Welcome to Round Earth!

The 2012 Season is over!

We are now planning the 2013 Turkey Hill CSA Season –  find out more at TurkeyHillCSA.com!

Follow the harvest season on the Turkey Hill CSA website Box Updates page, or simply visit our Facebook page and become a fan for a steady stream of updates.

Check out the Raspberry Research project now underway!

Whats new at Round Earth?

Berry Updates-Year Three Summary

Farmer Adam : September 27, 2012 10:15 pm : Farm Updates, Raspberry Research, Research

The Final Year of Research

This year we experienced out first real production from the berries. several varieties produced well, while several others did not produce well at all. The less productive varieties where the same varieties that froze back to the ground last winter. Some varieties produced a late crop in September, but these were hurt this year by a lack of water – our irrigation went off August 2, about a month earlier than usual. We did have a couple of rains later in the season, but it wasn’t enough and the berries clearly suffered from the stress caused by  lack of water.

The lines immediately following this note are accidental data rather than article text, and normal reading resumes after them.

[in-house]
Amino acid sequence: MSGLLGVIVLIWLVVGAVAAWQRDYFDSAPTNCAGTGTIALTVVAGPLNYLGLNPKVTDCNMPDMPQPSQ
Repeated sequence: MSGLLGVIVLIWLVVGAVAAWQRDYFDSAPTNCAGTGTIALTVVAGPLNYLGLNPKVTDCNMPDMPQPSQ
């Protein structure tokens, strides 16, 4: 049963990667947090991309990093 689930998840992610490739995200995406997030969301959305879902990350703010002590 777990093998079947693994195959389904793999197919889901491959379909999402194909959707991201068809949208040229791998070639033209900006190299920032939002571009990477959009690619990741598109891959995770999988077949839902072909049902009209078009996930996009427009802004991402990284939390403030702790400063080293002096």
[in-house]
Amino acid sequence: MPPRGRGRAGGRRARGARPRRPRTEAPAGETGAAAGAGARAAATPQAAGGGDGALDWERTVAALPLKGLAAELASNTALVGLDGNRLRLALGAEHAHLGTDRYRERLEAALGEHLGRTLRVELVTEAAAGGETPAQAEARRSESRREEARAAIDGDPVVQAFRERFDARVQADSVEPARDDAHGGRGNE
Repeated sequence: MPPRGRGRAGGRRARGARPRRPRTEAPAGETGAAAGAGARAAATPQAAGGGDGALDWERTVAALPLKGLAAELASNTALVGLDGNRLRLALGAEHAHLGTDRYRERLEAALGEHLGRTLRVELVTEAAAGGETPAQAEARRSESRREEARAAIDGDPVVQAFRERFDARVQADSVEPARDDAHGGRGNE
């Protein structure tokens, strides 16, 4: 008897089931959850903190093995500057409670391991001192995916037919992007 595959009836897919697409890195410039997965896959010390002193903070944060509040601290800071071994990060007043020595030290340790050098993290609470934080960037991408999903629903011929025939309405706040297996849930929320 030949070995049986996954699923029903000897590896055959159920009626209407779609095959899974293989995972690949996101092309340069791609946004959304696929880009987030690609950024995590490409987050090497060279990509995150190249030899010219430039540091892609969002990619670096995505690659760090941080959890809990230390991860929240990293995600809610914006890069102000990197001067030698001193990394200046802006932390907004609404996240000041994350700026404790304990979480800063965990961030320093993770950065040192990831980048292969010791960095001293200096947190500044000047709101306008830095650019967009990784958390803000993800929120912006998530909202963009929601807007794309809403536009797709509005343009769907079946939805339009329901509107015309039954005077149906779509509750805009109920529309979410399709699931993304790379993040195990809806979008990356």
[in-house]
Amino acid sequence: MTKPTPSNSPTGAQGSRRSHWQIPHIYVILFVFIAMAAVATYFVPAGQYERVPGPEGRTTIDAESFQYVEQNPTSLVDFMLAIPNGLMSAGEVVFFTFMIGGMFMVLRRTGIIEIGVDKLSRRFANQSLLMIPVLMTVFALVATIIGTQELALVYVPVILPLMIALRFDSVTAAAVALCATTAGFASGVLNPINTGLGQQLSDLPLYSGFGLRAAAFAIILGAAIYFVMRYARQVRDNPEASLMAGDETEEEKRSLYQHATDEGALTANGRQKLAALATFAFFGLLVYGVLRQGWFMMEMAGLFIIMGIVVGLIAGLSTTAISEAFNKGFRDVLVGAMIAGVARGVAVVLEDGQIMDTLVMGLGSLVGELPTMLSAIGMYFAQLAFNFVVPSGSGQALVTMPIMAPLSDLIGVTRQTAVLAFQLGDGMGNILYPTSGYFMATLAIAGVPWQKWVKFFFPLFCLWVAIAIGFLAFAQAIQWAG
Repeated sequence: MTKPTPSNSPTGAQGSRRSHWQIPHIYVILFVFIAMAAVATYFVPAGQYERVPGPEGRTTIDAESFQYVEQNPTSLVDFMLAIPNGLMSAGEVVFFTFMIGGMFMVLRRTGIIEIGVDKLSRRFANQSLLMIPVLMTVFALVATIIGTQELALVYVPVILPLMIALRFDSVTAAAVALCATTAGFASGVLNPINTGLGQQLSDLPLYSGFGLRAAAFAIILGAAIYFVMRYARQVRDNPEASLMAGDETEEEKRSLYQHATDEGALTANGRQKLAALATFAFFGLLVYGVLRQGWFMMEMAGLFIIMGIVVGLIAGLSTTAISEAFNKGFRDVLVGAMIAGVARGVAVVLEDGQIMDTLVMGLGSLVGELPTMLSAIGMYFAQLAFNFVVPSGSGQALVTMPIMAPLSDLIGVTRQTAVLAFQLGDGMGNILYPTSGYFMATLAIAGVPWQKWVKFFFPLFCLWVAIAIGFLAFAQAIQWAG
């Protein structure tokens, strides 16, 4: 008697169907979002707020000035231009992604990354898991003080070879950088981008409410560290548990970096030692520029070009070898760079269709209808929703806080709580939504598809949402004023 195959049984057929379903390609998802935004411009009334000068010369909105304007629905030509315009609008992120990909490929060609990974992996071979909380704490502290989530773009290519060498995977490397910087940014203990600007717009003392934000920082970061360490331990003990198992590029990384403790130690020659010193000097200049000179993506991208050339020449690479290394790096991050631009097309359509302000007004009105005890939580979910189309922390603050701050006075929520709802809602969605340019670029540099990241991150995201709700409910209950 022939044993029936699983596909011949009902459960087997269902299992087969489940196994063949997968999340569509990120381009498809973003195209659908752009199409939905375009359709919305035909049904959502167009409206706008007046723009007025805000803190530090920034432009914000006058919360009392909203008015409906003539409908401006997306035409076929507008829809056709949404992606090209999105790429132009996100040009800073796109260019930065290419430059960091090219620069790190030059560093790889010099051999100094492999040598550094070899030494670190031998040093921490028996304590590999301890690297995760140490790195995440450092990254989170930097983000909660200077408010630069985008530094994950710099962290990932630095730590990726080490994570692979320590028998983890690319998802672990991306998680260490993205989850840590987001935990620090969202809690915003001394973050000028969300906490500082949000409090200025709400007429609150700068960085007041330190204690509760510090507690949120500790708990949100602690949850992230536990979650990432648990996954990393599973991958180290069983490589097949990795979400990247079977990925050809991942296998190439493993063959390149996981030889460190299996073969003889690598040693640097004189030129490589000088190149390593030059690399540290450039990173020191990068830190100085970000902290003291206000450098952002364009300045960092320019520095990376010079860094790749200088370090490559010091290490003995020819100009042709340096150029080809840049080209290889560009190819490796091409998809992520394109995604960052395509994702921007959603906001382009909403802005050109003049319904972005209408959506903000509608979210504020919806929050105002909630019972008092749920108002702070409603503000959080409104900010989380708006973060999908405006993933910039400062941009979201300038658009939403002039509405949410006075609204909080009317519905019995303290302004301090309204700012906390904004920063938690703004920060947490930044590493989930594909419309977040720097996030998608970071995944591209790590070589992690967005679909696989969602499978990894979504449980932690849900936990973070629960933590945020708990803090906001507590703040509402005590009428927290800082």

The link below takes you to the embedded data table where we tracked all of the harvest from the last three years. Each variety was trapped in each harvest was recorded. Also we took several measurements of berry size by counting the number of berries required to fill Half pint container. Please note that the link below contains a spreadsheet with two separate sheets one she is for the quantity harvested, the other sheet is for the berry sizes.

View Berry research data tables

Summary of Findings

Overall one of the biggest overall conclusions was the importance of frost hardy varieties for our area. Even in the mild winter of 2011 – 2012, several varieties froze to the ground greatly reducing the following years harvest. Another important conclusion from the commercial harvesting perspective, is that blackberries are much easier to pick than raspberries. The thornless BlackBerry varieties we grew were exceptionally easy to deal with and harvest off of. In addition, the consistently large berry size of the BlackBerries meant that filling pints of berries went much more quickly. As I add to the Berry patch I plan to plant mostly BlackBerries from this point on.

The Berry Varieties – Observations & Results

Freeze Sensitivity